SPRINGFIELD, Mo. -- The family of a Nixa woman is getting $430,000 from the city of Springfield -- after she was killed during, or shortly after a police pursuit.
Officers were, or had been chasing a man for running drugs in April of 2018.
Dana Sowards, 31, was killed at the corner of Mt. Vernon and Scenic in Springfield. She left behind her husband, and young son and daughter.
Dana was only a few blocks away from where she was headed to pick up her little boy.
Springfield police had been pursuing Tommy Morris, Junior, suspected of running drugs.
Her family says the hardest part is knowing that police-- earlier that same day-- were face to face with the suspected drug dealer-- yet they didn't arrest him then. Just a few hours later, they found themselves in a pursuit-- which ultimately led to Dana's death.
"It should have never, ever happened," said Dana Sowards mother, Beverly Adams.
Sowards mom and sister are still reeling from the 'why.'
"They should have got him (Morris) that morning when they were watching him-- they shouldn't have never had a high speed chase around a grade school when it was about time for school to let out, there could have been a bunch of children killed," said Adams.
Instead, Beverly buried her daughter. Dana's two young children are now without their mom.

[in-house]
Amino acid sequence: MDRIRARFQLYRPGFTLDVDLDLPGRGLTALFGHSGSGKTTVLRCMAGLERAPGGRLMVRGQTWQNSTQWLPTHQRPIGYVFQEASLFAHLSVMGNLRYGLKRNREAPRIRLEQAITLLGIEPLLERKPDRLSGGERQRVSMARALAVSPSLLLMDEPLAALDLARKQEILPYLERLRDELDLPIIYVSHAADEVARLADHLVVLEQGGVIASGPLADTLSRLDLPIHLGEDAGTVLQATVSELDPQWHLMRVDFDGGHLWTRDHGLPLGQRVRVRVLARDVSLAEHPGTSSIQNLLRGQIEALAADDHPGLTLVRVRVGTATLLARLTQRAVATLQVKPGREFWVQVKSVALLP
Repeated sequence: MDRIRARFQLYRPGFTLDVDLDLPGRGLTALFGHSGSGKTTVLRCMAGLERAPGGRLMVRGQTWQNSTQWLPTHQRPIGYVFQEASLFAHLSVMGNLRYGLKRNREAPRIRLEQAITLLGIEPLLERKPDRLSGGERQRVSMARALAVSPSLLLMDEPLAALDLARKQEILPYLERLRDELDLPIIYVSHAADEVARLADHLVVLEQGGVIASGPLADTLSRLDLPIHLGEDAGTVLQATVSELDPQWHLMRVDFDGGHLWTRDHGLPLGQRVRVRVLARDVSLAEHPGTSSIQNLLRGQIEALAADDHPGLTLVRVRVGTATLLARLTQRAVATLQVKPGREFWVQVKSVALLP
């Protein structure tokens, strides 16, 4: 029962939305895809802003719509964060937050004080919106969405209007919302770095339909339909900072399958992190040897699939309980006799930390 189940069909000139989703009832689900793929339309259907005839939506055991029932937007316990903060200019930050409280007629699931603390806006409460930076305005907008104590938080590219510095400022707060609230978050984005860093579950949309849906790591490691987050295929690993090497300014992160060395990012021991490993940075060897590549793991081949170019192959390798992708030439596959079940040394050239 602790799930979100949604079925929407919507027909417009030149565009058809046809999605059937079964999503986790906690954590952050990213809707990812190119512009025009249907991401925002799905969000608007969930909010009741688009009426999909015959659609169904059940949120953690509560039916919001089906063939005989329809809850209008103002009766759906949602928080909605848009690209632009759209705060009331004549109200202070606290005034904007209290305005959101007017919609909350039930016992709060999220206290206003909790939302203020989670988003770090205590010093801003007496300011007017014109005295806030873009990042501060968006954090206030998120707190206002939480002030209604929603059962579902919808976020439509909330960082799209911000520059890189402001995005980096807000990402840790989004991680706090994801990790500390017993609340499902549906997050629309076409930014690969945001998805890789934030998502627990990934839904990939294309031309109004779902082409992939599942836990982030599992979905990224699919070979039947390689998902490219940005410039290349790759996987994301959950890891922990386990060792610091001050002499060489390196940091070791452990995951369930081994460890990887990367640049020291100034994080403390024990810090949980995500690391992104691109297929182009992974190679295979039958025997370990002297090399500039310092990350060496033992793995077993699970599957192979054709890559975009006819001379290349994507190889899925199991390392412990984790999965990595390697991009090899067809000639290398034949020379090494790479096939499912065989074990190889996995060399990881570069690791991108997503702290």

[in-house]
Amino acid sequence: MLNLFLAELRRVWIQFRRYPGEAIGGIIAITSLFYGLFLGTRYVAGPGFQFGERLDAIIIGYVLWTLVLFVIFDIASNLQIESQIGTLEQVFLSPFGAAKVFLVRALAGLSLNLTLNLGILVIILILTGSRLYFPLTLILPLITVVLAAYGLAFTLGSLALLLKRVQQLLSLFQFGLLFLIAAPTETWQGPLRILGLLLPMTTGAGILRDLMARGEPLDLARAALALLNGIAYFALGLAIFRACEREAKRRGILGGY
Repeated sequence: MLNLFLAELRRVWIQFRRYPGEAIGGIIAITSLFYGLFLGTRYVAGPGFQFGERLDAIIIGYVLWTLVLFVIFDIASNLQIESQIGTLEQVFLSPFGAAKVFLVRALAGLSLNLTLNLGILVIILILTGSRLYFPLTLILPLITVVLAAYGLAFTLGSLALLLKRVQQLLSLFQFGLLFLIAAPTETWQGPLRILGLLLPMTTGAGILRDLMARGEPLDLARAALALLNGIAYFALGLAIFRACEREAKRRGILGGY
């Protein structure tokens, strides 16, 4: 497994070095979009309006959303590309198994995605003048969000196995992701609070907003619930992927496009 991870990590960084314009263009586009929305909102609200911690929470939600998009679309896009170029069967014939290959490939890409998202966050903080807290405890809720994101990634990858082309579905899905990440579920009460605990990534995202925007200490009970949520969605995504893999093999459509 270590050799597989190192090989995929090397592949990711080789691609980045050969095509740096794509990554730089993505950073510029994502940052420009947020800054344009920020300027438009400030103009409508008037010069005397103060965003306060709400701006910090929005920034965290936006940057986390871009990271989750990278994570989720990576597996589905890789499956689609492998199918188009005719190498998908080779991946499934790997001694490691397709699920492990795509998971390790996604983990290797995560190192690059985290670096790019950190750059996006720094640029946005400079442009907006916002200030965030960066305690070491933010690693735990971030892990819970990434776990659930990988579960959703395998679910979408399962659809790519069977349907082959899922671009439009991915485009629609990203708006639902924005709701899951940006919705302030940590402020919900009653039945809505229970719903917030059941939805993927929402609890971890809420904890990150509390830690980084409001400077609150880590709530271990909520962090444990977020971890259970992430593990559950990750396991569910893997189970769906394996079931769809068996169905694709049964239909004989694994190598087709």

"No amount of money can ever bring her back. It's not about the money. It's about maybe saving one life... or making a difference, or if nothing else just bringing this to the public attention," said Sowards' sister Rena Lawson. "Police should not be pursuing someone at 3:30 in the afternoon going 90mph in a school zone."
The City's insurance carrier has tentatively agreed to settle this case-- paying out 430-thousand to Dana's family. A judge still has to sign off on the case.
"I mean she had her whole life ahead of her, she just wanted to go to nursing school, raise them babies, and it's all taken away," Adams said.
"Rather than stopping, knowing that Morris had eluded them already, going back to the motel room and just waiting for him to come back, where he had drugs stashed in the room as I understand it," said attorney Greg Aleshire. "There was a simple way for this to never have happened."
Aleshire says this payment is the maximum under Missouri law for this type of case.
The settlement must have court approval. A hearing is set for Thursday, but attorneys don't anticipate any issues.
The City of Springfield did not agree to an interview on Tuesday.
As for the suspected drug runner-- Tommy Morris-- he is charged with second degree murder in this case; his trail is set for January.